It seems like so many people are hung up on labeling games – every game has to be “just like that other game I played”. If I was forced to compare this to something I’d have to give it the title “Puzzle Quest Lite”, though that’s neither fair to the impact that Puzzle Quest had on the match 3 genre or the brilliance of Dungeon Raid. Instead, let’s just say that Dungeon Raid is a match 3 game with some simple RPG elements thrown in that can take you a few minutes or somewhat longer to play depending on your skill level and the difficulty setting you choose. All I know is that despite the game’s basic nature I tend to find myself getting lost in it quite easily.
Back in the early 90′s, I was in love two things: a cute girl named Christina, and a fathomless role playing game called Ultima 7. But because of my awkward appearance on the one hand, and our horrid computer on the other, I had no luck with either. I got dumped by one, and until I was able to shell out for four more megabytes of RAM, I’d have to play Ultima 7 on a borrowed computer. That was the way of it for a long time ago, but in the intervening years, the ONLY games I’ve come back to are Heroes of Might and Magic (see Palm Heroes) and Ultima 7. Ultima 7 was the pinnacle of computer engineering at the time and even today remains unrivalled for a complete role playing experience. Many today consider it the best computerised RPG ever. Unfortunately, it isn’t truly playable on iOS devices for many reasons. The first is that EA hold the rights to it, and the second is that in order to run playably (in a virtual environment) on iOS devices, it needs a complete overhaul.
Guess what – people at Apple in charge of reviewing apps seem to have stepped up on their game. Rimelands: Hammer of Thor, the recently previewed contender to one of the top spots in the App Store’s RPG games has been released for everyone to enjoy. I myself have already spent a fair amount of time on it thanks to a hands-on with an earlier build and am sure it will bring hours of fun to any RPG fan. Here’s my sum-up of it in case you’re too lazy to read the full text:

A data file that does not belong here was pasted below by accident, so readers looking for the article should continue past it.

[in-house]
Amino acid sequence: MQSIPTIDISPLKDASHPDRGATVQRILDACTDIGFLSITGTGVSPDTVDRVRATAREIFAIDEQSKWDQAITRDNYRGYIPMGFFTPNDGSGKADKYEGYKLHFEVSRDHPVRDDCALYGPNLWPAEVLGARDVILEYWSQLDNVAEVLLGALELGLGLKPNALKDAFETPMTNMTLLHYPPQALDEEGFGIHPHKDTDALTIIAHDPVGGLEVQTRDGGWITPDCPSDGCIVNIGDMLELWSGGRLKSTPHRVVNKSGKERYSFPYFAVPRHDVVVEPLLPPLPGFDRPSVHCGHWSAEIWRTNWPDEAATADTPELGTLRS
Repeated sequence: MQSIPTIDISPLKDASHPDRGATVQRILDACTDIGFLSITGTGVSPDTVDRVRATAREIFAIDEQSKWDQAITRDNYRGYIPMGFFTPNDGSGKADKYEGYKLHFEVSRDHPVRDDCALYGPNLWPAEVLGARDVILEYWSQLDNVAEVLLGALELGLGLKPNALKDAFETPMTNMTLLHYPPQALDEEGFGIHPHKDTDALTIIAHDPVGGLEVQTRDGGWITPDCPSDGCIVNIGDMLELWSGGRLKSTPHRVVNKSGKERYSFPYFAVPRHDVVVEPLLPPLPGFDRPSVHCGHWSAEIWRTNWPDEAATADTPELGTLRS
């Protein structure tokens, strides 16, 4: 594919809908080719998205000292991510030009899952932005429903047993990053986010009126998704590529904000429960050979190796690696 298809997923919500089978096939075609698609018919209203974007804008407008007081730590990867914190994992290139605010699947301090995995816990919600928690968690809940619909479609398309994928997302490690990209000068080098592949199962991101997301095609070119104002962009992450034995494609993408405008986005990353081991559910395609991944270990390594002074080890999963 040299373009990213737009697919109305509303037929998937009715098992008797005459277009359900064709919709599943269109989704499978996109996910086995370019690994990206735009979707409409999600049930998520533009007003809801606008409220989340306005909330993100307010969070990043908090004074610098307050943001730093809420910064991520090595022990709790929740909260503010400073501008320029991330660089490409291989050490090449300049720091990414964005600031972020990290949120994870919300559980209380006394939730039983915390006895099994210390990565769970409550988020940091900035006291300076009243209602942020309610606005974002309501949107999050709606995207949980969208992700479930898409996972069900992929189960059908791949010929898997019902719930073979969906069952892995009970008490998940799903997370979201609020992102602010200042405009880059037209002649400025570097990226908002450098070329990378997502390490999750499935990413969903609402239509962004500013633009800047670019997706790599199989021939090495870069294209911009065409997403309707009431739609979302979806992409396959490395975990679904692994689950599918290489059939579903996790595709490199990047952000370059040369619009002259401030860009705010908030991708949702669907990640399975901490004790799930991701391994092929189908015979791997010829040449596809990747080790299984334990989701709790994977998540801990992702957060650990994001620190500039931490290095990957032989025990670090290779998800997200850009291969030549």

But I can tell you what we have shaping up here will definitely give even the titles from the big developers a run for their money. Rimelands throws in the pot an excellent storyline and setting, great graphics, a deep and varied RPG system and superb replayability to serve the iDevice gamers one of the best RPG games on the platform.
If you’re still in doubt – look out for a full review at TMA soon, or just go ahead and pick it up right away.
Crescent Moon Games, Rimelands: Hammer of Thor - $4.99
When Square Enix announced they were developing an iDevice RPG, I was thrilled. What else could I expect from the company behind the famous Final Fantasy series? Parts 8 and 9 of the franchise were some of the best games I’ve ever played and the platform is perfect for the genre, right? And when Chaos Rings finally came out at the whopping price of $12.99 (the most expensive RPG at the App Store to date), you can imagine my interest. Boy, was I in for a surprise!
I got interested in Rimelands back in early 2010 when I came across the first batch of screenshots and some basic information on the game. It got me so interested that I contacted Arto and Peter from Dicework Games for an exclusive interview about their project. And now, barely half-a-year later, Rimelands is in its final stages of beta-testing and scheduled to be submitted to Apple for review in a couple of weeks. What’s even better – I can give you a sneak peek of what’s in store!